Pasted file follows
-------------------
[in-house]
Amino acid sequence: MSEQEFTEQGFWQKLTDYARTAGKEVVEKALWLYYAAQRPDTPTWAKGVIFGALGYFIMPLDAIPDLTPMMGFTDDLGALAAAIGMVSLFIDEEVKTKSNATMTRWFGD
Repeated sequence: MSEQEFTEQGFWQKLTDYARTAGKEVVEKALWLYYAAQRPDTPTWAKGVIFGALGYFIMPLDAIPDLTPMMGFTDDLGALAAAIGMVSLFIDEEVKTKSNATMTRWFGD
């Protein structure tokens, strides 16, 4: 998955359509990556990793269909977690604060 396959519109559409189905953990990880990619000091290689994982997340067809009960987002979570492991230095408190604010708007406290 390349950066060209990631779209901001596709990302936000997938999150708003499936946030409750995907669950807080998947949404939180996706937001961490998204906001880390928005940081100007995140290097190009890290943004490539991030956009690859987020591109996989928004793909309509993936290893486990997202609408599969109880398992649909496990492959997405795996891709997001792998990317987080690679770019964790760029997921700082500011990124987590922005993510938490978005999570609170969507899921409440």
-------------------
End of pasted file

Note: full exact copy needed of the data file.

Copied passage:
[in-house]
Amino acid sequence: MSEQEFTEQGFWQKLTDYARTAGKEVVEKALWLYYAAQRPDTPTWAKGVIFGALGYFIMPLDAIPDLTPMMGFTDDLGALAAAIGMVSLFIDEEVKTKSNATMTRWFGD
Repeated sequence: MSEQEFTEQGFWQKLTDYARTAGKEVVEKALWLYYAAQRPDTPTWAKGVIFGALGYFIMPLDAIPDLTPMMGFTDDLGALAAAIGMVSLFIDEEVKTKSNATMTRWFGD
């Protein structure tokens, strides 16, 4: 998955359509990556990793269909977690604060 396959519109559409189905953990990880990619000091290689994982997340067809009960987002979570492991230095408190604010708007406290 390349950066060209990631779209901001596709990302936000997938999150708003499936946030409750995907669950807080998947949404939180996706937001961490998204906001880390928005940081100007995140290097190009890290943004490539991030956009690859987020591109996989928004793909309509993936290893486990997202609408599969109880398992649909496990492959997405795996891709997001792998990317987080690679770019964790760029997921700082500011990124987590922005993510938490978005999570609170969507899921409440």